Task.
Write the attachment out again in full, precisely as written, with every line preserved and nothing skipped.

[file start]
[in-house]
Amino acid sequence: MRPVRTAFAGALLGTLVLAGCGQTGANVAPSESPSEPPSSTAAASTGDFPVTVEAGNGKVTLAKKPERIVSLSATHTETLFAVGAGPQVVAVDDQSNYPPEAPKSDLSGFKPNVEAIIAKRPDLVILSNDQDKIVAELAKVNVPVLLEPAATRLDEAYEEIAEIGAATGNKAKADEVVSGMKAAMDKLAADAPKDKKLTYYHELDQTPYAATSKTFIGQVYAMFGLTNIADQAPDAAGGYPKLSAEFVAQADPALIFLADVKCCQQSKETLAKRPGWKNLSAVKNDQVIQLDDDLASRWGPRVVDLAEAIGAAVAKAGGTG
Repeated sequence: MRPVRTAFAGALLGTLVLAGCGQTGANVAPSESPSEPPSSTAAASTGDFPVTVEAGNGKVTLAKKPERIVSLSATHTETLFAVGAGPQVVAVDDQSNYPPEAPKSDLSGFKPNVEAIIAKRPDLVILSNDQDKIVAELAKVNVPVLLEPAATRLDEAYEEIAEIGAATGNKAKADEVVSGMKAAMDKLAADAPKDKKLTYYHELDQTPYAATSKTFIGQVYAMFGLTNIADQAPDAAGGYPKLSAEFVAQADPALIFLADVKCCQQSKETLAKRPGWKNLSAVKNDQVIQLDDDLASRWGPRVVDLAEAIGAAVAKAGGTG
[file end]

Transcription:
[in-house]
Amino acid sequence: MRPVRTAFAGALLGTLVLAGCGQTGANVAPSESPSEPPSSTAAASTGDFPVTVEAGNGKVTLAKKPERIVSLSATHTETLFAVGAGPQVVAVDDQSNYPPEAPKSDLSGFKPNVEAIIAKRPDLVILSNDQDKIVAELAKVNVPVLLEPAATRLDEAYEEIAEIGAATGNKAKADEVVSGMKAAMDKLAADAPKDKKLTYYHELDQTPYAATSKTFIGQVYAMFGLTNIADQAPDAAGGYPKLSAEFVAQADPALIFLADVKCCQQSKETLAKRPGWKNLSAVKNDQVIQLDDDLASRWGPRVVDLAEAIGAAVAKAGGTG
Repeated sequence: MRPVRTAFAGALLGTLVLAGCGQTGANVAPSESPSEPPSSTAAASTGDFPVTVEAGNGKVTLAKKPERIVSLSATHTETLFAVGAGPQVVAVDDQSNYPPEAPKSDLSGFKPNVEAIIAKRPDLVILSNDQDKIVAELAKVNVPVLLEPAATRLDEAYEEIAEIGAATGNKAKADEVVSGMKAAMDKLAADAPKDKKLTYYHELDQTPYAATSKTFIGQVYAMFGLTNIADQAPDAAGGYPKLSAEFVAQADPALIFLADVKCCQQSKETLAKRPGWKNLSAVKNDQVIQLDDDLASRWGPRVVDLAEAIGAAVAKAGGTG